“In the past, it (AIM) was a pretty good reflection of the diversity of the community and this past year that’s changed. I just don’t think that we can overlook the kids that really need to be challenged in our public education. We need to obviously offer opportunities for the kids that don’t have opportunities, but we can’t hold any kids back. That’s the bottom line.”
Vanguard: That leads us to the board’s number one priority so far this year, which is figuring out ways to close the achievement gap. We know it’s out there. How do we match kids up correctly?
Poppenga: “Well, I think you have to put a lot effort in early. At the county level, there’s an effort to increase the sales tax county-wide to enhance the preschool opportunities of kids and I think that…everything I understand about preschool and kindergarten, [with] quality preschool and quality kindergarten, the payoff is tremendous. For every dollar you invest in quality preschool you gain back multiples of that later on. I really think that’s a great effort countywide. I think if kids can read at grade level by third grade all the data indicates that those kids are going to do much better than kids that can’t read at grade level by third grade. I think those programs are incredibly important. I think it’s important to try and involve the parents of at-risk kids.
“I think there are ways, reading programs… I think that’s really where the community can provide a lot of added value. I’m on the Executive Board of Explorit Science Center, at UC Davis, and they have summer camps and it hasn’t happened yet but I think it would be wonderful to have slots in the summer camp program and explore it for at-risk kids. You know you try to identify those kids and provide them opportunities for a two-week summer camp that explores nature or whatever. I think we’re starting to move in that direction and I think the emphasis on those early opportunities for at-risk kids is important. One of the most important things is, are they reading at grade level? One of the things I think that my science background – one of the things that I’m very interested in is, if you have a program, what are the desired outcomes?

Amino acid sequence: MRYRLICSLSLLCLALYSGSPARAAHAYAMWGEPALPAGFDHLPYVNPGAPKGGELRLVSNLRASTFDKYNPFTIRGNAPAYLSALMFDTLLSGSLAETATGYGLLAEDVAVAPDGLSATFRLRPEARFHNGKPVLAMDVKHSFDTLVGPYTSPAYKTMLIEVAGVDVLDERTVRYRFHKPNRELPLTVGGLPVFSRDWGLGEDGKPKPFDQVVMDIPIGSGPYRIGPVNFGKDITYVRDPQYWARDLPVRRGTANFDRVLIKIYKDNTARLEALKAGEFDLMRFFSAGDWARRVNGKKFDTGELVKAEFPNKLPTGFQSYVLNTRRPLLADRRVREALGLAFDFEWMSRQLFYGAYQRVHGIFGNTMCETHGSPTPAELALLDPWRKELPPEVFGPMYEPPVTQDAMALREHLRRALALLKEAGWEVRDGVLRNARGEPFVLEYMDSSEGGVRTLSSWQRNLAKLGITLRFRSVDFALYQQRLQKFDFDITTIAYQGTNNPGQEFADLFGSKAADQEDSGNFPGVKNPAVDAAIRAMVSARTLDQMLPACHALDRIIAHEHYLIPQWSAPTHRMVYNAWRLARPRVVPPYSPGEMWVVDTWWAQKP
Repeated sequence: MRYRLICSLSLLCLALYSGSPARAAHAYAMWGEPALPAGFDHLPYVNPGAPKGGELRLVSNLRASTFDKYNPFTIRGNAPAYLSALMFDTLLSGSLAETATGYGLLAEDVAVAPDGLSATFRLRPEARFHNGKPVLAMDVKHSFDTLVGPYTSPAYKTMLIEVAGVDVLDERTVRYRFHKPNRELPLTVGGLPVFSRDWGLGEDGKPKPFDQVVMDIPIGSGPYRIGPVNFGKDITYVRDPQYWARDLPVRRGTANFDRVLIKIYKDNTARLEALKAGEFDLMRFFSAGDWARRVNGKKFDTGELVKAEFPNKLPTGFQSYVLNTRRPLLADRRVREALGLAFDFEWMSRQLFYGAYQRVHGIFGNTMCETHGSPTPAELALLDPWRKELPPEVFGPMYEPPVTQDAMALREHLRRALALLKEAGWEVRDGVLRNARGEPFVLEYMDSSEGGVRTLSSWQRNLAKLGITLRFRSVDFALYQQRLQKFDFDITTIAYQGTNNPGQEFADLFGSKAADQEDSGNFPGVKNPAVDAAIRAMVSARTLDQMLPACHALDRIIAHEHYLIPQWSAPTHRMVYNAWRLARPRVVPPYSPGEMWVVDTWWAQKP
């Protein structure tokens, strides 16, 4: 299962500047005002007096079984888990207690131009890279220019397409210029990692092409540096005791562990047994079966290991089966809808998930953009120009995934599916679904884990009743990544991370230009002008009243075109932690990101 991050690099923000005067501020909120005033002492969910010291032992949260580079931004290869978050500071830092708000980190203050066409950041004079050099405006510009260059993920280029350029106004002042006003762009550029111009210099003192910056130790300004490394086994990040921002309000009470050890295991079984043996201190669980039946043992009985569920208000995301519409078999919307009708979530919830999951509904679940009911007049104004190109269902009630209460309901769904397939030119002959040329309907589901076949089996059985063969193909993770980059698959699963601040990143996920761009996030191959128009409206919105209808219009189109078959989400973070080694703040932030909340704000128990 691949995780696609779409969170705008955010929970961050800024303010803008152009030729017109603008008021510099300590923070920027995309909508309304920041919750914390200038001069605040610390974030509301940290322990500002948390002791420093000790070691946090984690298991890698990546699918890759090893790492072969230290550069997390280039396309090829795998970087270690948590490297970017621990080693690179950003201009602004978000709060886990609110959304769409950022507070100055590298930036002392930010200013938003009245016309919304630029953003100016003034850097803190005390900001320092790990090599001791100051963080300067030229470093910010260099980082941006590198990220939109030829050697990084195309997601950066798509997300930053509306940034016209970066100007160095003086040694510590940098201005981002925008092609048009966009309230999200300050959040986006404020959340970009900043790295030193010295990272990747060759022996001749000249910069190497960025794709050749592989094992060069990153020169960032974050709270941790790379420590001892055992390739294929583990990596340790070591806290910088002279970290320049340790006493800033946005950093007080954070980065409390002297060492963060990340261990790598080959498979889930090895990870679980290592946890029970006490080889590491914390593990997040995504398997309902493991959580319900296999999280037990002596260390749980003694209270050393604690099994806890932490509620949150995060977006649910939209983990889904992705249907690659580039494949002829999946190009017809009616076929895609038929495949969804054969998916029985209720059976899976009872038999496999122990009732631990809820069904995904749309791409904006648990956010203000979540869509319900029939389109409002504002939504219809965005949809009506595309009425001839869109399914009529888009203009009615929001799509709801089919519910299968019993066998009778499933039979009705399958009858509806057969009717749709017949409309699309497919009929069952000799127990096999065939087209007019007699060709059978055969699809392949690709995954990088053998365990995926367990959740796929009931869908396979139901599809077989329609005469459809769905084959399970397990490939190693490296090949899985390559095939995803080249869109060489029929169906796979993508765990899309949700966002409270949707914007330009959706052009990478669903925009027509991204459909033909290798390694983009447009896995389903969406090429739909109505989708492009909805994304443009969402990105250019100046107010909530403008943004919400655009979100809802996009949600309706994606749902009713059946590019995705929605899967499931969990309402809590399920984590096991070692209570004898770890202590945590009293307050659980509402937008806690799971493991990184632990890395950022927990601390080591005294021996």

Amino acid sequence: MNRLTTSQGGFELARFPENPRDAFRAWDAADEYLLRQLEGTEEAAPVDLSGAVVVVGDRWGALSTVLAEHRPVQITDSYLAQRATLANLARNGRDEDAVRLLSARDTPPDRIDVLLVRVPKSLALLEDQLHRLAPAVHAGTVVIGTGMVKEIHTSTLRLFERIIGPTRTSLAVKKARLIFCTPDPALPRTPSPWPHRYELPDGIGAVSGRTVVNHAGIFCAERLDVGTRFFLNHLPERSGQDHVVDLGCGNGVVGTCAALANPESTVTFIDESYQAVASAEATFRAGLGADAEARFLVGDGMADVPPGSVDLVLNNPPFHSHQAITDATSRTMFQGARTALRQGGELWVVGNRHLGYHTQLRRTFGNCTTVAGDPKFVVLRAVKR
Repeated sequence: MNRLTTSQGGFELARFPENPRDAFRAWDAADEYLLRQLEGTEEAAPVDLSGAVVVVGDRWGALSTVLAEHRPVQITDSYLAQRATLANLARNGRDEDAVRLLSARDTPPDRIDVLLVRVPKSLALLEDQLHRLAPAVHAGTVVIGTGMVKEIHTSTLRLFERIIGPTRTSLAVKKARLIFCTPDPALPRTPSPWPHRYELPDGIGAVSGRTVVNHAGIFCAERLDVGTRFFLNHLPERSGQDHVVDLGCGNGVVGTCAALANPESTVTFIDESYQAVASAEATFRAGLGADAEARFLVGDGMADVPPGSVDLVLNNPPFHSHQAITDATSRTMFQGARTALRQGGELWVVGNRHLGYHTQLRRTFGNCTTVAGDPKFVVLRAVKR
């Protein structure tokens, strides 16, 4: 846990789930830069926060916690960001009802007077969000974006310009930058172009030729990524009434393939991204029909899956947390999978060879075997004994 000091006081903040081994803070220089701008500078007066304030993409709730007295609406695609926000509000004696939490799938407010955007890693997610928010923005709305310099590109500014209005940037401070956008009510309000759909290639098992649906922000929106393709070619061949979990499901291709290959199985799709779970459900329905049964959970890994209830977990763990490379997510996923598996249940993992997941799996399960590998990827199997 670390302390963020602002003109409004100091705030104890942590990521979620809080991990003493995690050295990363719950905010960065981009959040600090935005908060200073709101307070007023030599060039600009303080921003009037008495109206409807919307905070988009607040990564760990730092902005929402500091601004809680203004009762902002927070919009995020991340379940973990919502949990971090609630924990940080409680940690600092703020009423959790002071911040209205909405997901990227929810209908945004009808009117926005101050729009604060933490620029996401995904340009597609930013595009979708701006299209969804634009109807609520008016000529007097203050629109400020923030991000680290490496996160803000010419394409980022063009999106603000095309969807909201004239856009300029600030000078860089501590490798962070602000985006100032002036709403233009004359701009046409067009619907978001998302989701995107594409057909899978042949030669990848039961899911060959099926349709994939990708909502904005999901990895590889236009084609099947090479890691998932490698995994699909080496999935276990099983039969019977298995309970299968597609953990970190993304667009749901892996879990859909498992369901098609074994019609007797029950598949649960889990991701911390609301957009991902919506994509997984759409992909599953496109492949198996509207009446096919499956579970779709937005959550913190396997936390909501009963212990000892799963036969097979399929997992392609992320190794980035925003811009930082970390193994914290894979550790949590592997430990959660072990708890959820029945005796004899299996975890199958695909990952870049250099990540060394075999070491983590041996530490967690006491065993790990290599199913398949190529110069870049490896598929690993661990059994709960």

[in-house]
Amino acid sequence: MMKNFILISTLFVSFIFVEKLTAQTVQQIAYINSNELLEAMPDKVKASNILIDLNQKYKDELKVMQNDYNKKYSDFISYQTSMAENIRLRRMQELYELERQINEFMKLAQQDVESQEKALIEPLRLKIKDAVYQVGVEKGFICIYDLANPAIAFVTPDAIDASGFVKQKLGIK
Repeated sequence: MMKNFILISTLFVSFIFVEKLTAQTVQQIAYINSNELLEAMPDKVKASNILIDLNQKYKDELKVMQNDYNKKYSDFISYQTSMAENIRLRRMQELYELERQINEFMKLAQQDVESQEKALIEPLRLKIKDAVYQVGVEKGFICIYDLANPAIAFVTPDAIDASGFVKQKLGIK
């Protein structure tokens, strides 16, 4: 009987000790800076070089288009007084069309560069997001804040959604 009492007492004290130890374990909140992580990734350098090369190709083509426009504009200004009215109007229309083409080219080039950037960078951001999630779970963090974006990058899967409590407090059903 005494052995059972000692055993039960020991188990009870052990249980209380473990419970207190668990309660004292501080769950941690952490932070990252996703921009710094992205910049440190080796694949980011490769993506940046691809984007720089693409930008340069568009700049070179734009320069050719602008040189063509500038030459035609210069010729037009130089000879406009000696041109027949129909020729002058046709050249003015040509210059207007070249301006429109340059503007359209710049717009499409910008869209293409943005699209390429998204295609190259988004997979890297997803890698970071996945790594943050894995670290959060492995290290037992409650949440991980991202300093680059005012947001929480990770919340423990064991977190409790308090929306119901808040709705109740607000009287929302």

“What are you hoping to achieve with this particular program? So it’s maybe a summer reading program. We’re putting resources into the program, what do we hope to get out of that program, then measure whether we’re achieving those outcomes. Is the program effective? And I don’t think we do enough of that. If we’re not achieving those outcomes, how can we change those programs to make them better to achieve the outcomes that we desire? And that’s part of spending money wisely. I mean, that’s part of saying [that] we have limited resources, let’s put it into programs that work. So I think there can be significant improvement in that area.”